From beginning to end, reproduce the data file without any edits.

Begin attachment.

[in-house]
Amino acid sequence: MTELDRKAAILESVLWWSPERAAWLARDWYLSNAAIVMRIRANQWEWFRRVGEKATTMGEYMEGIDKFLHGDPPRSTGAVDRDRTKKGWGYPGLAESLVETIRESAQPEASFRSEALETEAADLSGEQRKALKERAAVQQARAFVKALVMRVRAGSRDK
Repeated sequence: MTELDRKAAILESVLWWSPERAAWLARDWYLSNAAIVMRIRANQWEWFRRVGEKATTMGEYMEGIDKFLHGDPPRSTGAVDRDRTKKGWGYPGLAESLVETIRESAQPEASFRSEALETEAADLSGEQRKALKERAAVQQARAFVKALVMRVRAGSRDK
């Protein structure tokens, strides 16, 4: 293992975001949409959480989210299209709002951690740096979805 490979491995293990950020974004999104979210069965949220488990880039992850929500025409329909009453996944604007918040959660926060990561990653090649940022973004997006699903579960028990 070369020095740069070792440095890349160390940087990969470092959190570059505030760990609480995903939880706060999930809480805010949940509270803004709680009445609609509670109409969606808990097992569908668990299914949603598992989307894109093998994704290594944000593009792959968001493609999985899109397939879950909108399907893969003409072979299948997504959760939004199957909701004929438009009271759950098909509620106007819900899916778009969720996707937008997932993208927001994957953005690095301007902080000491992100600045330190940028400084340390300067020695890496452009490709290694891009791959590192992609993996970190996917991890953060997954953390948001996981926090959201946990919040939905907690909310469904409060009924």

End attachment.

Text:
[in-house]
Amino acid sequence: MTELDRKAAILESVLWWSPERAAWLARDWYLSNAAIVMRIRANQWEWFRRVGEKATTMGEYMEGIDKFLHGDPPRSTGAVDRDRTKKGWGYPGLAESLVETIRESAQPEASFRSEALETEAADLSGEQRKALKERAAVQQARAFVKALVMRVRAGSRDK
Repeated sequence: MTELDRKAAILESVLWWSPERAAWLARDWYLSNAAIVMRIRANQWEWFRRVGEKATTMGEYMEGIDKFLHGDPPRSTGAVDRDRTKKGWGYPGLAESLVETIRESAQPEASFRSEALETEAADLSGEQRKALKERAAVQQARAFVKALVMRVRAGSRDK
């Protein structure tokens, strides 16, 4: 293992975001949409959480989210299209709002951690740096979805 490979491995293990950020974004999104979210069965949220488990880039992850929500025409329909009453996944604007918040959660926060990561990653090649940022973004997006699903579960028990 070369020095740069070792440095890349160390940087990969470092959190570059505030760990609480995903939880706060999930809480805010949940509270803004709680009445609609509670109409969606808990097992569908668990299914949603598992989307894109093998994704290594944000593009792959968001493609999985899109397939879950909108399907893969003409072979299948997504959760939004199957909701004929438009009271759950098909509620106007819900899916778009969720996707937008997932993208927001994957953005690095301007902080000491992100600045330190940028400084340390300067020695890496452009490709290694891009791959590192992609993996970190996917991890953060997954953390948001996981926090959201946990919040939905907690909310469904409060009924």